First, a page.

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Our Rating Price when reviewed 450inc VAT (as of 23rd of June)
It’s more expensive than any other fan but the Pure Cool Link looks great, works well and includes air filtering
Dimensions: 1,018x196x196mm, Weight: 3.58kg, Angle of cooling: 77 degrees, Rotation angle: 80, Cord length: 1.8m, Warranty: 2 years
When it comes to Dyson fans, most consumers go through a three step process. The first is surprise that this strange looking hoop on a stand is actually a fan. The second is seeing and hearing it in action, and deciding they’d very much like one of these in their home. The third is looking at the price and having a rethink.
Retailing for a whopping £450, the Dyson Pure Cool Link tower is around four to eight times as expensive as pretty much any other fan on the market. As you’d expect, there’s a lot more to it than it appears, but whether you think it’s worth the extra money is very much a personal choice.
The Dyson Pure Cool Link doesn’t look like any fan you’ve seen before. In a metallic deep blue, the tower fan makes a bold statement, and it doubles down on this with its unconventional looks. There’s no blades, and no air grilles – the main design feature is the hole in the middle, supported by a cylinder at the bottom, which is where the fan is hidden. It looks pleasingly space-age and very stylish in a modern kind of way. It’s not something that will match every home decor, but considering most tower fans put function over form, it’s certainly a pleasing break from the norm.
Now, for £450 you’d expect a little more than just getting cool air blasted in your face from a pretty device, and Dyson offers considerably more from the Pure Cool Link than just greater comfort in hot weather, with the Pure part of the name referring to its air-filtering capabilities.
The fan includes filters to purify your air and generally make your environment that bit more pleasant to hang out in. In practice this consists of the same kind of HEPA filter you’ll find in many vacuum cleaners, it undoubtedly cleans the air of dust and allergens, though whether you actually need this in the average UK home is arguable. You know your own personal health issues and home but if you’re not sure then you probably don’t. What isn’t arguable is that to get the full benefits you’ll need to replace the filter every 6 months, at a cost of £50 a filter.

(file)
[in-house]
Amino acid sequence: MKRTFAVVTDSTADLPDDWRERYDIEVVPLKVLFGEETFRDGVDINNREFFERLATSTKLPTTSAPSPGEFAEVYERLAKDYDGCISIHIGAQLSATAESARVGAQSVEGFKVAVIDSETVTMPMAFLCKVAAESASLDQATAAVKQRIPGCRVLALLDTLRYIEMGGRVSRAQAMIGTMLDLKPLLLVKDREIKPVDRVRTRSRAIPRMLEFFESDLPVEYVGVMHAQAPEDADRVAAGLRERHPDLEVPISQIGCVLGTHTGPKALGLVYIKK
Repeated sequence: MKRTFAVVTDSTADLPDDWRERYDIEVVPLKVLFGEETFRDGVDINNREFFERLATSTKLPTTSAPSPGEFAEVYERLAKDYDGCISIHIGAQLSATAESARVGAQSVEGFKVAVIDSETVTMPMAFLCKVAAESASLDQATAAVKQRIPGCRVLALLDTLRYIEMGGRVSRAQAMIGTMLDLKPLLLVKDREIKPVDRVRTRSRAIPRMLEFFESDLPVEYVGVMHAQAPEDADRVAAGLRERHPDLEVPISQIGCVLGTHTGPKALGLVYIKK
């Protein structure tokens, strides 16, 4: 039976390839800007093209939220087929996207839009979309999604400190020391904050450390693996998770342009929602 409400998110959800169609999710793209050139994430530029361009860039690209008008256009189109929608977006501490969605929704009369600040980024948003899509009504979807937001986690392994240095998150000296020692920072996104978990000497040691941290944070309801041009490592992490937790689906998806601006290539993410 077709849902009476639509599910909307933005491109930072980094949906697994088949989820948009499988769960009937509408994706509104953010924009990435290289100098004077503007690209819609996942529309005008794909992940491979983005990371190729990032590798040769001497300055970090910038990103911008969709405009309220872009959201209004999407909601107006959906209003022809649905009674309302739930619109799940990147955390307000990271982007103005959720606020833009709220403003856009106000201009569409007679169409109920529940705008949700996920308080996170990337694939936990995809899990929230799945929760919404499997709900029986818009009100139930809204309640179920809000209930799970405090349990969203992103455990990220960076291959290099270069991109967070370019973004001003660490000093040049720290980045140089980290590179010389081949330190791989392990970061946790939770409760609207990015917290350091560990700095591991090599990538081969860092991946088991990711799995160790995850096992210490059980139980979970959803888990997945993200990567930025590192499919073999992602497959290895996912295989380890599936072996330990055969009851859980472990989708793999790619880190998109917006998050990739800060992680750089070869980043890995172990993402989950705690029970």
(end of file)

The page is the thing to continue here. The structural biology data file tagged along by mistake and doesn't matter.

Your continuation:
Cleverly, you can see the progress of your air-filtering on the accompanying smartphone app, which also doubles up as a secondary remote. The bundled one is small, and would be easily lost, if it weren’t for the fact it magnetically clips to the top of the fan. For minimalism, Dyson has also kept the physical buttons on the fan itself to a hard-to-reach power button, so if you lose the remote and don’t set up the app, you’re pretty limited in what you can do.
The unusual design isn’t just for show, though, as I saw a wider arc of air distribution from the Dyson than from similarly-sized tower fans. The Dyson Pure Cool Link managing to distribute 77 degrees beyond the centre, where others dropped out in the 60-70 mark. This does mean a slightly lower power in the centre of the fan, but it’s definitely a sacrifice worth making.
At full blast right seated next to the fan, the wind speed hit 4.7m/s, dropping to 0.8m/s two metres away. These are good scores in their own right, when compared to the competition, but this was backed up by being one of the quietest fans we’ve seen. That doesn’t exactly mean it’s whisper quiet, hitting 70.5db up close on the highest setting, but dropping to 51.9 two metres away. In night-time mode, it’s whisper quiet, recording just 44.5db next to the device and barely audible just two metres away, although obviously it loses some of its cooling power.
There’s nothing bad you can say about the Dyson Pure Cool Link, and if money is no object, then it’s a good buy (though you can buy portable air conditioners for less). That said, £450 is a huge amount for a fan, and if the appearance and air filtering aren’t key to you, it simply doesn’t offer enough over its rivals to justify the huge price hike. Still, if you’re looking for a truly striking fan then the Dyson Pure Cool Link is much more than just a pretty face. Check out our Best tower fans 2016 for some less expensive, award-winning alternatives.
|Angle of cooling||77 degrees|
|Rotation angle||80 degrees|
|Extra features||Night mode, Air purifier|
|Power and capacity|
|Volume full power – next to and 2m away||70.5db / 51.9db|
|Volume night mode – next to and 2m away||44.5db / 41db|
|Warranty||2 year RTB|